by Serena Lawrence
In October of 2013 I started to notice that I had some shortness of breath. At first, I just assumed it was seasonal asthma. As the month progressed my symptoms began to escalate at an alarming right. My parents have two large staircases in their home. I had never had trouble going up several flights of stairs, but suddenly I could barely do one. I had a difficult time walking up hills, and could no longer walk to my bus stop after work without feeling like I was going to pass out. I started going to my family doctor and to the ER regularly. However, because I was only 25 and lived an active and healthy lifestyle my symptoms were overlooked. Because I looked healthy my symptoms were over looked, even when they hooked me up to an oximeter and my oxygen saturation was below 90%- which is not normal for someone my age.
I was officially diagnosed with stage 3-4 Idiopathic Pulmonary Hypertension in December 2013. It takes most people 2 years to receive a diagnosis of PH because it is considered an “invisible” illness. Needless to say, I was so sick I wouldn’t have made it another two years without a diagnosis. Although PH is a progressive disease, my symptoms developed and progressed uncharacteristically fast in just a few months. At the start of October I was walking a few minutes each day, and doing boot camp exercises. By the time I was diagnosed I was completely bed ridden, in severe right-sided heart failure, required 24/7 oxygen, and could no longer dress myself or shower.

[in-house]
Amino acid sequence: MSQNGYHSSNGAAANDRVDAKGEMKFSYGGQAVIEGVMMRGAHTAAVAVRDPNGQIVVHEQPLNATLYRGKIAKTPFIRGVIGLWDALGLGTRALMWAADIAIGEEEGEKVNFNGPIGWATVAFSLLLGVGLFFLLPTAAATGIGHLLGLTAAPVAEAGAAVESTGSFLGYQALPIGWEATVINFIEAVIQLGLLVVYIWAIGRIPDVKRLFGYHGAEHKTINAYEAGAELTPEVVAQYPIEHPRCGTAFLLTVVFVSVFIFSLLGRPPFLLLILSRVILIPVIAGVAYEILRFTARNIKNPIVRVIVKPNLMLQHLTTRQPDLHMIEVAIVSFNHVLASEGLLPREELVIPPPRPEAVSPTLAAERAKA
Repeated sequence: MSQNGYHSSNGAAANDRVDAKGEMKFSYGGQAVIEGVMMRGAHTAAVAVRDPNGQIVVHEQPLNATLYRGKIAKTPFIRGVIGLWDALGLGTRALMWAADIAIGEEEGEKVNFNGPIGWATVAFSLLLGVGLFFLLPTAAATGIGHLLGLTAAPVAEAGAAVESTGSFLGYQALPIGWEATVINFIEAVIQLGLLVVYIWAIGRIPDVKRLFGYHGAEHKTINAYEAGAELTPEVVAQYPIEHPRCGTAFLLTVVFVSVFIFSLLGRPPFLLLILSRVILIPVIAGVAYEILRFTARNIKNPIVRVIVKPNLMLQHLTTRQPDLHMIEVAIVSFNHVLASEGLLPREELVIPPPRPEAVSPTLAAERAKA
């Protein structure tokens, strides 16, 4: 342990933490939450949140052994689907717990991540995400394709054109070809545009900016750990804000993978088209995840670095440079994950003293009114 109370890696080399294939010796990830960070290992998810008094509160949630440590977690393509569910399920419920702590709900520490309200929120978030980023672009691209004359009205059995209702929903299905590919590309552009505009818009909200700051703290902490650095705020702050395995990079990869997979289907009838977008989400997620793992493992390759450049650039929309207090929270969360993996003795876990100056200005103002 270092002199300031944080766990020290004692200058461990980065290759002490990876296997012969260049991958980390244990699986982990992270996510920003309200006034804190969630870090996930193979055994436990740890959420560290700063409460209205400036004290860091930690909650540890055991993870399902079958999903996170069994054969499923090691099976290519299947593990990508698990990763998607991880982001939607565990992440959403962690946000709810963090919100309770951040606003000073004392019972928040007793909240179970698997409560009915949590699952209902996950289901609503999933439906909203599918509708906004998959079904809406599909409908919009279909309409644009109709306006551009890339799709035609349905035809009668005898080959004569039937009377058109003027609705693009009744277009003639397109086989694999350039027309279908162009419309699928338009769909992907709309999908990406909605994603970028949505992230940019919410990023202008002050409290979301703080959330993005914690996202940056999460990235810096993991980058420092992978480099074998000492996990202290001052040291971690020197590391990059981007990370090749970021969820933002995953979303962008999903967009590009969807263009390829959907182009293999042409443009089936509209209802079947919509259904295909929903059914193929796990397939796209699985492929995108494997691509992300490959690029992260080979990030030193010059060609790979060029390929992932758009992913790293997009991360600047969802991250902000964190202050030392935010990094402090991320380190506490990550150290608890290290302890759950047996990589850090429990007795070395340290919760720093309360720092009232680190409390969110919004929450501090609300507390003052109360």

After the diagnosis I made the rookie mistake of Googling Pulmonary Hypertension. If you haven’t Googled PH, let me tell you, its bad. It confirmed the original prognosis I was given. However, I was determined to find hope. I eventually started connecting to other young adults who have gone on to work full-time, or adopt families after diagnosis. I have also spoken to long term survivors, some of had PH for well over 40 years and are still playing golf! I thought to myself “why aren’t these stories more available? This is what newly diagnosis patients need to see!” After that thought came the creation of The PHight or Flight Project.
On The PHight or Flight Project there is a segment called “PHighter Friday” where exceptional patients of all abilities share about themselves to help provide hope to newly diagnosed people with PH. I have had the pleasure to share the stories of people who are able to participate in marathons, someone who is an opera singer after receiving two double lung transplants, and another person who runs a blog about living on o2 for life and has had PH for over 20 years. I also write about my experience as a young adult with PH, and freelance write for other website to help raise awareness and advocacy for people with PH. I wanted to create a safe space for PH patients, and hope that The PHight or Flight Project can show what is possible for people after diagnosis.